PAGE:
Jane Austen. Sense and Sensibility. London: Penguin Classics, 2003. 382 pgs (including the Tony Tanner intro).
Oh la, the time carriage has arrived!—and the driver is most impatient to return to her native era. Time to don my literary nerd bonnet!
Or: Buckle up, kids – academicky post is going to be academicky.
. . . . .
Sense and Sensibility. The title, of course, sums up the story’s major conflict, theme, and characters:
It’s a battle between reason and emotion (or the head and the heart, or calm vs. passionate love, or the Age of Reason vs. the Romantic era…). It’s about two sisters with opposing responses to first love and heartbreak. It’s about Elinor Dashwood’s attempt to control not only her own emotions, but also her younger sister’s.
Austen’s early style took some getting used to before I started to enjoy the story, and I can only really say I like it in retrospect. It was a bit difficult keeping up with the genealogy lesson in the first few chapters (wait, is she talking about John Dashwood or the little boy now? How are all these Dashwoods related?), and there were things I wish Austen had shown rather than just told. Like Elinor and Edward’s early falling-in-love moments.
But looking back, I am fascinated by how the characters and relationships are paralleled and contrasted. I can appreciate the story from a literary and historical point of view – how it shows the evolution of the novel form, and how society viewed love and marriage in the late 1700s/early 1800s.
I won’t go in depth here about all of those things, but I do welcome discussion in the comments! In the meantime, I’ll focus on a few elements that particularly interested me.
Elinor is the story’s moral compass – she’s the standard by which almost all the other characters are judged. She’s careful, considerate, and self-controlled, while other characters are impulsive, selfish, and/or overly emotional. She follows the rules of her society, without catering to its beliefs.
Marianne, on the other hand, is portrayed as self-centered and melodramatic. She seems to have firm principles, but is naïve; she believes in doing and saying exactly what she feels, even if it offends other people or makes her look silly.
And yet, it’s not all that simple; Marianne isn’t just a 2D foil to Elinor’s stoic saintliness. As Tanner points out in his intro,
Jane Austen was already enough of a novelist to know that nothing comes unmixed, that qualities which may exist in pure isolation as abstractions only occur in people in combination, perhaps in confusion…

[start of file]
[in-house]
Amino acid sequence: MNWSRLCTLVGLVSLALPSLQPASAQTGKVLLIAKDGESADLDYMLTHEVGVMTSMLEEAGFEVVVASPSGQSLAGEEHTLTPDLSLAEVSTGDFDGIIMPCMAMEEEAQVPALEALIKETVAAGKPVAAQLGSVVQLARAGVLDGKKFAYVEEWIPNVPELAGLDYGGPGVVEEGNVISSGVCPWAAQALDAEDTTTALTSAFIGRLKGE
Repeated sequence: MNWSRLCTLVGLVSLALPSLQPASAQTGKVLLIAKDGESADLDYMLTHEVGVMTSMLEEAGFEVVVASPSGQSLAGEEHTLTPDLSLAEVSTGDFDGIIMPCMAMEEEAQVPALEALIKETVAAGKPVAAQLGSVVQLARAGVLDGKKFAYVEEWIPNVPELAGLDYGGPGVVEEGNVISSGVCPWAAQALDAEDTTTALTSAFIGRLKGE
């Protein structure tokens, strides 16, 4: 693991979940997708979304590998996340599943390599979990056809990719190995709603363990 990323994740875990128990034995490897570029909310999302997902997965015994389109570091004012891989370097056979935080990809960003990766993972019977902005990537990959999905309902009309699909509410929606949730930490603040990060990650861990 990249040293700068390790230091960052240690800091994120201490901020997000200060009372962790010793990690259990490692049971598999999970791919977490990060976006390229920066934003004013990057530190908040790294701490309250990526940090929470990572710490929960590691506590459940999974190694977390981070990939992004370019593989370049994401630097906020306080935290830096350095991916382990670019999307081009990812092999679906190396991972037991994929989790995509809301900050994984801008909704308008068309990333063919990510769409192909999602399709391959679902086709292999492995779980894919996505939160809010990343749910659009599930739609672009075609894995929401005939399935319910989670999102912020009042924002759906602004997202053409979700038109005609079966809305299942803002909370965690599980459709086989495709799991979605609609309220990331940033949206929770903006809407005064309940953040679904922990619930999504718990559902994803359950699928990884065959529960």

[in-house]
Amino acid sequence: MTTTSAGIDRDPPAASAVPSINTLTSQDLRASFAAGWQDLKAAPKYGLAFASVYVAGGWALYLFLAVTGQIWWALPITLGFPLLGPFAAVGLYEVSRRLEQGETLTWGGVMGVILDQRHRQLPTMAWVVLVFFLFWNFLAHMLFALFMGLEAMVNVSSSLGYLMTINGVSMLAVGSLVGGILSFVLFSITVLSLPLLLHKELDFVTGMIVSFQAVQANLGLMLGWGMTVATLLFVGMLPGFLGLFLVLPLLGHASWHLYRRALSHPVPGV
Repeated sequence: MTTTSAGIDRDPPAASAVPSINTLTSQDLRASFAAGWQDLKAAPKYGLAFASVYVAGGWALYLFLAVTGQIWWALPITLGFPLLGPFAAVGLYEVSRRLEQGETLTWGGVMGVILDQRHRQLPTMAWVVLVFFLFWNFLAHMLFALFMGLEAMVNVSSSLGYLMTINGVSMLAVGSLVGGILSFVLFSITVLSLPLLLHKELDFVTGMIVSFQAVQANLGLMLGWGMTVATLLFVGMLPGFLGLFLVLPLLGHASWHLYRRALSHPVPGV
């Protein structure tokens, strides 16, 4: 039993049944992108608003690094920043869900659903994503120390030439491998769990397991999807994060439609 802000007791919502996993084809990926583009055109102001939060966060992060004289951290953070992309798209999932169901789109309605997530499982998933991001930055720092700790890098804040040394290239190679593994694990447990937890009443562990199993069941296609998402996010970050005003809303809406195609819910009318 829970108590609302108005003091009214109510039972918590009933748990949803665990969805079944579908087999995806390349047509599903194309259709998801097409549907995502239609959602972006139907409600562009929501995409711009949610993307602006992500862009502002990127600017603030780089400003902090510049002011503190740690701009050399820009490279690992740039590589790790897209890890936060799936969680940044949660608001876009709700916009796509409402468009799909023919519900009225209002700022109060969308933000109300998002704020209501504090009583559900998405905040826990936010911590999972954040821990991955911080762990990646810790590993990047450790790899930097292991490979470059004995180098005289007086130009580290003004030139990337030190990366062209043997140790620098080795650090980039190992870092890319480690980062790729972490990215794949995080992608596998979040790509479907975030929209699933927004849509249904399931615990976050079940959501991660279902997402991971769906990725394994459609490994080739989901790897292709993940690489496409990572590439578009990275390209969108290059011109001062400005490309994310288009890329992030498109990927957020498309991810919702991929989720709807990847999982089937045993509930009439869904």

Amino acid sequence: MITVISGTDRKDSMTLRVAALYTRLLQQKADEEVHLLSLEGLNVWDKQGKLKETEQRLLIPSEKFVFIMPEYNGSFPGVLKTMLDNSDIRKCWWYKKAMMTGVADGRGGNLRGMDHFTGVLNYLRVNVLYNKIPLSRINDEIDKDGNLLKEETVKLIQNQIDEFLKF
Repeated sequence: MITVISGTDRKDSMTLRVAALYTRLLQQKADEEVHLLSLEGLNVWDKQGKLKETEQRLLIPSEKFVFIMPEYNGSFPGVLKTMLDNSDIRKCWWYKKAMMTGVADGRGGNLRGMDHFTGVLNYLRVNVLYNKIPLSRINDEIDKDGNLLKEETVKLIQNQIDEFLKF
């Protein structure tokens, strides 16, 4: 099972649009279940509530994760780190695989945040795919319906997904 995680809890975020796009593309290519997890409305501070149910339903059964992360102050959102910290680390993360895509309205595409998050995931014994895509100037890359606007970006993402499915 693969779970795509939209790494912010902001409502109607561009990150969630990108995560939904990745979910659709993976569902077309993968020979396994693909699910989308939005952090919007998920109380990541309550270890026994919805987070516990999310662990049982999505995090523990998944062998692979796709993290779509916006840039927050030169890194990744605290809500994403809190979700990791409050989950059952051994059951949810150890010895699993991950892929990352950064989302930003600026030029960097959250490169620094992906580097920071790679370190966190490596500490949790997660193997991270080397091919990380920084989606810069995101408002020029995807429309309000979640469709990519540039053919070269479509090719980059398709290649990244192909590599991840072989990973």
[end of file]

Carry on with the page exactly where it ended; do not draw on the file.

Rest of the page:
In other words, this isn’t a straightforward morality story, and no one is completely a hero (well, Elinor kind of is) or villain (well, Fanny Dashwood is generally a b****).
Marianne, in fact, does show some empathy for other people — at least for Elinor — long before her coming-of-age turning point. Even in one of her most miserable moments, she’s aware enough to see when her sister is being insulted by Fanny and Mrs. Ferrars, and immediately jumps to her defense. It may not be in the subtle, socially acceptable way Elinor defends herself (her conversations with Lucy Steele are particularly amusing. You can just see the invisible claws coming out), but I still admire Marianne for that moment.
. . . .
As for Lucy, I actually found myself liking her at first, despite Elinor being turned off by her “want of real elegance.” In fact, I thought that early assessment was unfair, considering how concerned Lucy was with politeness and propriety. She was constantly trying to cover for her sister’s bad manners (“ ’Lord! Anne,’ cried her sister, ‘you can talk of nothing but beaux;—you will make Miss Dashwood believe you think of nothing else.’ And then to turn the discourse, she began admiring the house and the furniture.”).
Apparently there’s something in Lucy’s tone or expression that tips Elinor off, but is lost to us; maybe she’s too clumsy and obvious in dealing with Anne’s rudeness, which just makes the situation more awkward. But that’s no reason to look down on her; I thought Elinor would at least sympathize with the girl’s intentions.
But until we get to know her better and read more of her dialogue, we just have to take Austen’s word for it that Lucy is inelegant and uneducated.
. . . .
We also have to take her word for it that Elinor and Edward are in love by Chapter 3. There I am, reading along, still getting to know the characters and how they’re related, and suddenly this happens:
…a particular circumstance occurred to give still greater eligibility, according to the opinions of Mrs. Dashwood, to her daughter’s continuance at Norland.